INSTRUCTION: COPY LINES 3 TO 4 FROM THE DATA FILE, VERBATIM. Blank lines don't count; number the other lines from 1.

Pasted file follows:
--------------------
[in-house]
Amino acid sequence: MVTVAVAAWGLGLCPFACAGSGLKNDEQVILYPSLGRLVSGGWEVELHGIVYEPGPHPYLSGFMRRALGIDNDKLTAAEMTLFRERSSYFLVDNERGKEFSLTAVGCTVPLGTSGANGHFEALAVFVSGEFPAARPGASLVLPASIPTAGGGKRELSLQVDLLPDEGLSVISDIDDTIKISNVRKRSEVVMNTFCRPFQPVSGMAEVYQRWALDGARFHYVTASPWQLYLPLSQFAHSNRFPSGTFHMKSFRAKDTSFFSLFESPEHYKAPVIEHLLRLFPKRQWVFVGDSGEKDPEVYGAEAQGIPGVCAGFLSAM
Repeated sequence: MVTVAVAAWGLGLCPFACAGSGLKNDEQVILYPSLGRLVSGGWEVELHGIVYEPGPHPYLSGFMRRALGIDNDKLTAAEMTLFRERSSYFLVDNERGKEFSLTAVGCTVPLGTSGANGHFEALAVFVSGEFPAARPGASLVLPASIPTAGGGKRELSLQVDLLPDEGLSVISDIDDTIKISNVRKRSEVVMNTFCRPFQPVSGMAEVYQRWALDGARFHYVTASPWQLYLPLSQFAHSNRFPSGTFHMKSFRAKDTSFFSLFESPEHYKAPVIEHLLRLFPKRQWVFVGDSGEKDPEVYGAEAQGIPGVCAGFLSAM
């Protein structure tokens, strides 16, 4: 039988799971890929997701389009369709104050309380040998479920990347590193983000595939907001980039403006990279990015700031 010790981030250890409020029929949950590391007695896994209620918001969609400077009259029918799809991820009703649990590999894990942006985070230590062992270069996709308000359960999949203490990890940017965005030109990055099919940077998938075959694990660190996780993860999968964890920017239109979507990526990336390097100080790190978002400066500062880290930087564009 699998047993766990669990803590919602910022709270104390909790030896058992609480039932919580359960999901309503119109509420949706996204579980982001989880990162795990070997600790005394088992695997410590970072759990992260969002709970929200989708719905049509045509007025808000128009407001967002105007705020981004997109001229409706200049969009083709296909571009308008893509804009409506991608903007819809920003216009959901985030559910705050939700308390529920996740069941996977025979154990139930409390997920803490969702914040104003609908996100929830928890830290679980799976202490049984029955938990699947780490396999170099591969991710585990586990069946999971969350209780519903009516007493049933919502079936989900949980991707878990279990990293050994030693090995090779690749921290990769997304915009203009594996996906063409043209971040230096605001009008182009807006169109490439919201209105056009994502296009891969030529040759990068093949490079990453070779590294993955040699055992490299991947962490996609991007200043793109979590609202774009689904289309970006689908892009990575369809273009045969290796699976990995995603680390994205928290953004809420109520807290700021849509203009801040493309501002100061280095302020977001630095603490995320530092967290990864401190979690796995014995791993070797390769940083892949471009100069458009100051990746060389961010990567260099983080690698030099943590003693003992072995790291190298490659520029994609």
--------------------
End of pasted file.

Repeated sequence: MVTVAVAAWGLGLCPFACAGSGLKNDEQVILYPSLGRLVSGGWEVELHGIVYEPGPHPYLSGFMRRALGIDNDKLTAAEMTLFRERSSYFLVDNERGKEFSLTAVGCTVPLGTSGANGHFEALAVFVSGEFPAARPGASLVLPASIPTAGGGKRELSLQVDLLPDEGLSVISDIDDTIKISNVRKRSEVVMNTFCRPFQPVSGMAEVYQRWALDGARFHYVTASPWQLYLPLSQFAHSNRFPSGTFHMKSFRAKDTSFFSLFESPEHYKAPVIEHLLRLFPKRQWVFVGDSGEKDPEVYGAEAQGIPGVCAGFLSAM
């Protein structure tokens, strides 16, 4: 039988799971890929997701389009369709104050309380040998479920990347590193983000595939907001980039403006990279990015700031 010790981030250890409020029929949950590391007695896994209620918001969609400077009259029918799809991820009703649990590999894990942006985070230590062992270069996709308000359960999949203490990890940017965005030109990055099919940077998938075959694990660190996780993860999968964890920017239109979507990526990336390097100080790190978002400066500062880290930087564009 699998047993766990669990803590919602910022709270104390909790030896058992609480039932919580359960999901309503119109509420949706996204579980982001989880990162795990070997600790005394088992695997410590970072759990992260969002709970929200989708719905049509045509007025808000128009407001967002105007705020981004997109001229409706200049969009083709296909571009308008893509804009409506991608903007819809920003216009959901985030559910705050939700308390529920996740069941996977025979154990139930409390997920803490969702914040104003609908996100929830928890830290679980799976202490049984029955938990699947780490396999170099591969991710585990586990069946999971969350209780519903009516007493049933919502079936989900949980991707878990279990990293050994030693090995090779690749921290990769997304915009203009594996996906063409043209971040230096605001009008182009807006169109490439919201209105056009994502296009891969030529040759990068093949490079990453070779590294993955040699055992490299991947962490996609991007200043793109979590609202774009689904289309970006689908892009990575369809273009045969290796699976990995995603680390994205928290953004809420109520807290700021849509203009801040493309501002100061280095302020977001630095603490995320530092967290990864401190979690796995014995791993070797390769940083892949471009100069458009100051990746060389961010990567260099983080690698030099943590003693003992072995790291190298490659520029994609």